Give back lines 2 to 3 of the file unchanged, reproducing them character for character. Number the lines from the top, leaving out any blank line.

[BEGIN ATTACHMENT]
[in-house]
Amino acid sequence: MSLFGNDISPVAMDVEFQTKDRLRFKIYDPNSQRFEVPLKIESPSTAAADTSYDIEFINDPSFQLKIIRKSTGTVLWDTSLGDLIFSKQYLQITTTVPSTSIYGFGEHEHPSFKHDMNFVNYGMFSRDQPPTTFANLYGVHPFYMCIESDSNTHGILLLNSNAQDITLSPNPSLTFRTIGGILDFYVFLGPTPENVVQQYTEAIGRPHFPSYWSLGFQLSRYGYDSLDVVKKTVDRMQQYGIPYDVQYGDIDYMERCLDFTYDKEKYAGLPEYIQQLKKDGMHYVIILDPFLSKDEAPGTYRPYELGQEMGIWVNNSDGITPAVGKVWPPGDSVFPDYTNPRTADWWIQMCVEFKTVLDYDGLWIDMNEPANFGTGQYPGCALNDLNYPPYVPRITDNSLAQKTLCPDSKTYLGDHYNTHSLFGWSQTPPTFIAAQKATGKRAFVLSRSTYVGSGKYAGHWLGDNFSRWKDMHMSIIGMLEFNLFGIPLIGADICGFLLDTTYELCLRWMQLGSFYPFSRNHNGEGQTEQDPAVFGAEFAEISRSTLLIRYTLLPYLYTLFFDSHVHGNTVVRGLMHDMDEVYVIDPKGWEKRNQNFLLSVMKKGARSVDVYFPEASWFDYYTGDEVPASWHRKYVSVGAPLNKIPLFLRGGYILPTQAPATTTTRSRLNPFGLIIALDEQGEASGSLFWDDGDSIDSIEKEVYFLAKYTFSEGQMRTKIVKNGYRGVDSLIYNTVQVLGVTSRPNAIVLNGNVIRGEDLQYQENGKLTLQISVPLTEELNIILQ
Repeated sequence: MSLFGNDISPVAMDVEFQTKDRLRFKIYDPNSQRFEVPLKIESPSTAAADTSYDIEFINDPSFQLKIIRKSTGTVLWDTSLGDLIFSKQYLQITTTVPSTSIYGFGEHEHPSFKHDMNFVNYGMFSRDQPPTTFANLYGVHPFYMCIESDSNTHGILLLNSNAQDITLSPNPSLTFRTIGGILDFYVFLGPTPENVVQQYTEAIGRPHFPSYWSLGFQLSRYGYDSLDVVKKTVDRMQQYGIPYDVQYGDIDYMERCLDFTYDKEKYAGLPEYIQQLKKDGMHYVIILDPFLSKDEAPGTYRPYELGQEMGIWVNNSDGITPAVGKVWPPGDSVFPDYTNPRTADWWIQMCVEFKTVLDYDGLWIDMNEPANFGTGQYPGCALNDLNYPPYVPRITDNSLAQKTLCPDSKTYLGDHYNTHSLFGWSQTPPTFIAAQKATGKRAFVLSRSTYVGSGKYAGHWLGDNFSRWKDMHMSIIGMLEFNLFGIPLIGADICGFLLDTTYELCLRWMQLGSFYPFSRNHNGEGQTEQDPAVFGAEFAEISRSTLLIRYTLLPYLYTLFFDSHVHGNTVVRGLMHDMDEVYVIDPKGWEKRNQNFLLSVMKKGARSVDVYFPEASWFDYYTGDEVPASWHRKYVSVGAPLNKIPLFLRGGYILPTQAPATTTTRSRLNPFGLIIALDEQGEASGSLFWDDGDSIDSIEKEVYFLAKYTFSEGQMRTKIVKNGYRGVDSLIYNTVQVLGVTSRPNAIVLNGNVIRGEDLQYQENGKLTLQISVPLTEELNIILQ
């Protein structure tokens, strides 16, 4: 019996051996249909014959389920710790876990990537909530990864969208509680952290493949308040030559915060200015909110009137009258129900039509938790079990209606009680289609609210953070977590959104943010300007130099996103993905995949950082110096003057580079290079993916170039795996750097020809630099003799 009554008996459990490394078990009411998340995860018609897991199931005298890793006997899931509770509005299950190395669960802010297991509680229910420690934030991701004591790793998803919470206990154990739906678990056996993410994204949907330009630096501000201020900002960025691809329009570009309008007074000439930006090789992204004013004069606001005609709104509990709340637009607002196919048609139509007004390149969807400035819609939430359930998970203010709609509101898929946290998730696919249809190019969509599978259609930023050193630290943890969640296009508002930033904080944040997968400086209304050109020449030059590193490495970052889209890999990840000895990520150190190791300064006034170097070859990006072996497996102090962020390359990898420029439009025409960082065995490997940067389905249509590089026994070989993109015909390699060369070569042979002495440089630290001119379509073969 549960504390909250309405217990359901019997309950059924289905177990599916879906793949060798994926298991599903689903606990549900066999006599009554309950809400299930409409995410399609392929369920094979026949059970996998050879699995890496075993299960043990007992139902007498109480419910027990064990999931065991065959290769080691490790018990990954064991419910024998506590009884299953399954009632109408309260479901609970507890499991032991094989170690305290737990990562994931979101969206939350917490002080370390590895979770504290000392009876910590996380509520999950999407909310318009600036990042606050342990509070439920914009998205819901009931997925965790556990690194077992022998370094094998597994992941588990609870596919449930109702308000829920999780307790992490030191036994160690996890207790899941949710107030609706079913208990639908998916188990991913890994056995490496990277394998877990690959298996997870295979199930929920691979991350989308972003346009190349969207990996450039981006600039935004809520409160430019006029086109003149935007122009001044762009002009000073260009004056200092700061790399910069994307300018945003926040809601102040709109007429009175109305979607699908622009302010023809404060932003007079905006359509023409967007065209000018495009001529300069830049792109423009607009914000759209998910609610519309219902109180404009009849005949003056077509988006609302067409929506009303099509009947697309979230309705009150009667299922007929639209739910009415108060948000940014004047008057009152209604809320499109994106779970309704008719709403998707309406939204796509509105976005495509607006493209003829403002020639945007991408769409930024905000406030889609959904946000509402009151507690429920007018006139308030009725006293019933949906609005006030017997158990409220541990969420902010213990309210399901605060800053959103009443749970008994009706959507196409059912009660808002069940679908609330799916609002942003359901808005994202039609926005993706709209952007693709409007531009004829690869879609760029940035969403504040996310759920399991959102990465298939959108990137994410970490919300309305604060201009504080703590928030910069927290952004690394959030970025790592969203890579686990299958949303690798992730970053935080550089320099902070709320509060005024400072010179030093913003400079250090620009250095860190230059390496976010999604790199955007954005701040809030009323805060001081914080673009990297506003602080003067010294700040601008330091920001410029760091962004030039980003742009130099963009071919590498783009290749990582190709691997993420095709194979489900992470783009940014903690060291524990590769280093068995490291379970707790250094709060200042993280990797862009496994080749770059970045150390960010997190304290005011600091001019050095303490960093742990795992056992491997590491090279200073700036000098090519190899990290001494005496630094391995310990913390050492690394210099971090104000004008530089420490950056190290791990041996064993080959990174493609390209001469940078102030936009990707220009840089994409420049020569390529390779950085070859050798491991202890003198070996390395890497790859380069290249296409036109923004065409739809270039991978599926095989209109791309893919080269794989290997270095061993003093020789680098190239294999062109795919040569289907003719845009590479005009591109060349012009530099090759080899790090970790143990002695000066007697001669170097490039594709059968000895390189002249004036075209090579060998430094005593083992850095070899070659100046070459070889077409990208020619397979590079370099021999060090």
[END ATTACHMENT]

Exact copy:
Amino acid sequence: MSLFGNDISPVAMDVEFQTKDRLRFKIYDPNSQRFEVPLKIESPSTAAADTSYDIEFINDPSFQLKIIRKSTGTVLWDTSLGDLIFSKQYLQITTTVPSTSIYGFGEHEHPSFKHDMNFVNYGMFSRDQPPTTFANLYGVHPFYMCIESDSNTHGILLLNSNAQDITLSPNPSLTFRTIGGILDFYVFLGPTPENVVQQYTEAIGRPHFPSYWSLGFQLSRYGYDSLDVVKKTVDRMQQYGIPYDVQYGDIDYMERCLDFTYDKEKYAGLPEYIQQLKKDGMHYVIILDPFLSKDEAPGTYRPYELGQEMGIWVNNSDGITPAVGKVWPPGDSVFPDYTNPRTADWWIQMCVEFKTVLDYDGLWIDMNEPANFGTGQYPGCALNDLNYPPYVPRITDNSLAQKTLCPDSKTYLGDHYNTHSLFGWSQTPPTFIAAQKATGKRAFVLSRSTYVGSGKYAGHWLGDNFSRWKDMHMSIIGMLEFNLFGIPLIGADICGFLLDTTYELCLRWMQLGSFYPFSRNHNGEGQTEQDPAVFGAEFAEISRSTLLIRYTLLPYLYTLFFDSHVHGNTVVRGLMHDMDEVYVIDPKGWEKRNQNFLLSVMKKGARSVDVYFPEASWFDYYTGDEVPASWHRKYVSVGAPLNKIPLFLRGGYILPTQAPATTTTRSRLNPFGLIIALDEQGEASGSLFWDDGDSIDSIEKEVYFLAKYTFSEGQMRTKIVKNGYRGVDSLIYNTVQVLGVTSRPNAIVLNGNVIRGEDLQYQENGKLTLQISVPLTEELNIILQ
Repeated sequence: MSLFGNDISPVAMDVEFQTKDRLRFKIYDPNSQRFEVPLKIESPSTAAADTSYDIEFINDPSFQLKIIRKSTGTVLWDTSLGDLIFSKQYLQITTTVPSTSIYGFGEHEHPSFKHDMNFVNYGMFSRDQPPTTFANLYGVHPFYMCIESDSNTHGILLLNSNAQDITLSPNPSLTFRTIGGILDFYVFLGPTPENVVQQYTEAIGRPHFPSYWSLGFQLSRYGYDSLDVVKKTVDRMQQYGIPYDVQYGDIDYMERCLDFTYDKEKYAGLPEYIQQLKKDGMHYVIILDPFLSKDEAPGTYRPYELGQEMGIWVNNSDGITPAVGKVWPPGDSVFPDYTNPRTADWWIQMCVEFKTVLDYDGLWIDMNEPANFGTGQYPGCALNDLNYPPYVPRITDNSLAQKTLCPDSKTYLGDHYNTHSLFGWSQTPPTFIAAQKATGKRAFVLSRSTYVGSGKYAGHWLGDNFSRWKDMHMSIIGMLEFNLFGIPLIGADICGFLLDTTYELCLRWMQLGSFYPFSRNHNGEGQTEQDPAVFGAEFAEISRSTLLIRYTLLPYLYTLFFDSHVHGNTVVRGLMHDMDEVYVIDPKGWEKRNQNFLLSVMKKGARSVDVYFPEASWFDYYTGDEVPASWHRKYVSVGAPLNKIPLFLRGGYILPTQAPATTTTRSRLNPFGLIIALDEQGEASGSLFWDDGDSIDSIEKEVYFLAKYTFSEGQMRTKIVKNGYRGVDSLIYNTVQVLGVTSRPNAIVLNGNVIRGEDLQYQENGKLTLQISVPLTEELNIILQ